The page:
The purpose of the study reported here was to determine the pharmacokinetics of lidocaine administered IV to anesthetized horses that required exploratory laparotomy to aid in the management of gastrointestinal tract disease. We hypothesized that lidocaine disposition would be influenced by the systemic effects of gastrointestinal tract disease and result in decreased drug distribution and clearance, compared with results reported for anesthetized healthy horses.13

Materials and Methods

Animals—Seventeen horses were enrolled in the study. Initial inclusion criteria for horses included signs of abdominal pain requiring general anesthesia for exploratory abdominal surgery, >2 years of age, hepatic and renal biochemical values within the reference range in samples obtained at the time of initial examination, and body weight obtained via an electronic scale immediately before anesthesia. For continued inclusion in the study, criteria were a period of lidocaine administration with a duration of 75 to 105 minutes during anesthesia, MAP ≥ 65 mm Hg immediately before and throughout the lidocaine infusion, and collection of at least 14 of 17 possible blood samples at predesignated time points for lidocaine analysis.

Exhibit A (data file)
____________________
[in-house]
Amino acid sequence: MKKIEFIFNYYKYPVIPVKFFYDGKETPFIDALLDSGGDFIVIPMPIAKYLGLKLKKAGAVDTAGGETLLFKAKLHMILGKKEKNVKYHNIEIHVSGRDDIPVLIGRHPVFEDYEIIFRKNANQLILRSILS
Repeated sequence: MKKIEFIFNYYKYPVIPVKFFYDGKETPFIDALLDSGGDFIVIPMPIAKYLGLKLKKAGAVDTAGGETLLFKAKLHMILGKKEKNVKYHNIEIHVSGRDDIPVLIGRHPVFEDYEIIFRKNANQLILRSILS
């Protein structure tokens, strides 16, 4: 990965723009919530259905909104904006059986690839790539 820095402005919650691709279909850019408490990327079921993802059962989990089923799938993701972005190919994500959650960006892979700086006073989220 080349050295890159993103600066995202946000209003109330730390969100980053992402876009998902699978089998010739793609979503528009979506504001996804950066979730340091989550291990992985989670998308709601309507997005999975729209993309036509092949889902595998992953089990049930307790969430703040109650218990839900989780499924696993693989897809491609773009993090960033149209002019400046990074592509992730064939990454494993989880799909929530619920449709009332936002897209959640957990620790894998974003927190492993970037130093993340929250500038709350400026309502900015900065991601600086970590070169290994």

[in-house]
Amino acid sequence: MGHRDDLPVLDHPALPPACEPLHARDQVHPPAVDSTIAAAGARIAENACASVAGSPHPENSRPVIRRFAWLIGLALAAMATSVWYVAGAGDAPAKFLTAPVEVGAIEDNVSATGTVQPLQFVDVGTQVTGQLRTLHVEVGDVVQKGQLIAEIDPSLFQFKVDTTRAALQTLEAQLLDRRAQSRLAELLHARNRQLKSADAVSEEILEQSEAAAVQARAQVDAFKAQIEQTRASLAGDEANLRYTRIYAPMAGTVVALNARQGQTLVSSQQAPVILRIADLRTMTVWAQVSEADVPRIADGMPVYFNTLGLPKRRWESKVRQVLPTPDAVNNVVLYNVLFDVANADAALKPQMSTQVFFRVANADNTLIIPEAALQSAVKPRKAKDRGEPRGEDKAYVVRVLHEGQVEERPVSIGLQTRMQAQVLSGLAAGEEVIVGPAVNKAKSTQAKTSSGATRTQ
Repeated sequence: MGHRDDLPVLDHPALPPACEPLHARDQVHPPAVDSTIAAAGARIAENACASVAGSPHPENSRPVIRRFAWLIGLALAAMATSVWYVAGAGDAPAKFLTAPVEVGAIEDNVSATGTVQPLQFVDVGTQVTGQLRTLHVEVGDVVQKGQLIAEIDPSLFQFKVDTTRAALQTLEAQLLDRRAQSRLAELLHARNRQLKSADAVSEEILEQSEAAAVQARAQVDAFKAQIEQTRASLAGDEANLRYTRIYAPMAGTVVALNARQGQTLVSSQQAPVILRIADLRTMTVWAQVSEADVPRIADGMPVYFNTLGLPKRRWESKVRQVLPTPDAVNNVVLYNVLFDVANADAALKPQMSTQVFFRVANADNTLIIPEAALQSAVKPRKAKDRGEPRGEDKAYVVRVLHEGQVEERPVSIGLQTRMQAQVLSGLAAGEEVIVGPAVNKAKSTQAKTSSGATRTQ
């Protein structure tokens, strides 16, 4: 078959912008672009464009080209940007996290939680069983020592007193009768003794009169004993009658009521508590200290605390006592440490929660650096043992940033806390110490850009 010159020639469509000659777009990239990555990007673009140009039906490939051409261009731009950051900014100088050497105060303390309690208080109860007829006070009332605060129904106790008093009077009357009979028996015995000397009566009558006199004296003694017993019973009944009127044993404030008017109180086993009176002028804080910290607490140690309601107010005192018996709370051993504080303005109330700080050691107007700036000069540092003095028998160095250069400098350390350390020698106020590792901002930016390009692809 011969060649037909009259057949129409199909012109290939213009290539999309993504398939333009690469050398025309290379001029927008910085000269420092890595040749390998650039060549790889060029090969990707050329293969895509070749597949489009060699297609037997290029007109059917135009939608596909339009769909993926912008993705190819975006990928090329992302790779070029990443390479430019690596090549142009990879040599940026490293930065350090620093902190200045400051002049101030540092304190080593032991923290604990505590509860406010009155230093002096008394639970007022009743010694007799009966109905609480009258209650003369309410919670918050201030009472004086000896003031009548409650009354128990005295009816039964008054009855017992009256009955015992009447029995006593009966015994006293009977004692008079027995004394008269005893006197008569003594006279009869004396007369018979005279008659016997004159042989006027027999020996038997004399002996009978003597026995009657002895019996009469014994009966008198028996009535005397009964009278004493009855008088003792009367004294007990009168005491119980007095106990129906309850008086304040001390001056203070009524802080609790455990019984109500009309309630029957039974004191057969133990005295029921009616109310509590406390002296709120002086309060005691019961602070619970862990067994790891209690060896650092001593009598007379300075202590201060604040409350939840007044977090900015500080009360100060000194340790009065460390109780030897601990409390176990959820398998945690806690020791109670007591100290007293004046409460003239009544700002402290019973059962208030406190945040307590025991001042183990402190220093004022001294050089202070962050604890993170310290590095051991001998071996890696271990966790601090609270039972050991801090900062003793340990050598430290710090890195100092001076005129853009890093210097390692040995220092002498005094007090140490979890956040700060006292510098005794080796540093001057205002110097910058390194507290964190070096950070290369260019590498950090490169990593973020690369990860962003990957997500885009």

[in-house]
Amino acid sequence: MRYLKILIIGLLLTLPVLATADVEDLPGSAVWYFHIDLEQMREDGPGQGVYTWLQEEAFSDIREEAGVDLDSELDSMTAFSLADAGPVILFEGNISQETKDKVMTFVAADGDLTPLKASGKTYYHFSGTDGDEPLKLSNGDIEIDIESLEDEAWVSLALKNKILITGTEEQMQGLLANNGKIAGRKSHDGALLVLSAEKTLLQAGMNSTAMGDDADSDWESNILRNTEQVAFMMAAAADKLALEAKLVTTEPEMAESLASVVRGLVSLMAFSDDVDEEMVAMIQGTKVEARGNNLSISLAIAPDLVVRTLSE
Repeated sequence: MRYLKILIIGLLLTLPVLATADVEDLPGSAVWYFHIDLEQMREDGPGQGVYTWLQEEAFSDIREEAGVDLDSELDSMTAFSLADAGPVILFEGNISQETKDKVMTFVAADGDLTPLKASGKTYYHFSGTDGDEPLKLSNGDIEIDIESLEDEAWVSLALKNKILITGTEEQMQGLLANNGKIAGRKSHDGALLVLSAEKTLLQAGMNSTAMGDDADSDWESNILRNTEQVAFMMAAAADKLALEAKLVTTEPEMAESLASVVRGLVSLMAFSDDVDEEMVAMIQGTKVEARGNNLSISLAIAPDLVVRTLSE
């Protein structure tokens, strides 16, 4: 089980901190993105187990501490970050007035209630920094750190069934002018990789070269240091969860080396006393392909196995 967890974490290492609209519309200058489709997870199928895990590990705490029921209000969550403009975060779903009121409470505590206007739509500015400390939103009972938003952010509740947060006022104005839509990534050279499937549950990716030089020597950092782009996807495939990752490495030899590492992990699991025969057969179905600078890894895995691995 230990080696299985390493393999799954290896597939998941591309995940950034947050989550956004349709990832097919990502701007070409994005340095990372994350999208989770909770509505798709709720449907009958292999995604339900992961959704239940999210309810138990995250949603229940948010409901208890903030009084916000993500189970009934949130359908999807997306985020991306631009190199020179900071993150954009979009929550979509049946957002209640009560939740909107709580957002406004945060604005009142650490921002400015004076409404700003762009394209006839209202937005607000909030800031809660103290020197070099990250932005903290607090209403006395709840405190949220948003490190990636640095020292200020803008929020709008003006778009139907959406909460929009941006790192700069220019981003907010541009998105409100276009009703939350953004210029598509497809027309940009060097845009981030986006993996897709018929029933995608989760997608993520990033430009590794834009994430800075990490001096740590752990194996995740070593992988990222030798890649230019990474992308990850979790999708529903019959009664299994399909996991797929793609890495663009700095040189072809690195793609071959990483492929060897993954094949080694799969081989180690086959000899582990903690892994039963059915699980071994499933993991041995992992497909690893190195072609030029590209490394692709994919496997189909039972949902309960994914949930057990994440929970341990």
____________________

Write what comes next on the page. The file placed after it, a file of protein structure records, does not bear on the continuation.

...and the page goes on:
On the basis of these criteria, data from 6 horses were excluded (2 horses were euthanatized during surgery, 1 horse did not meet the minimum infusion duration, 1 horse exceeded the maximum infusion duration, and 2 horses did not have the minimum number of blood samples collected). The remaining 11 horses comprised the final study group and included 6 mares and 5 geldings (9 Quarter Horses, 1 Thoroughbred, and 1 Warmblood horse). Mean ± SD age was 10.3 ± 7.4 years, and mean body weight was 526 ± 40 kg.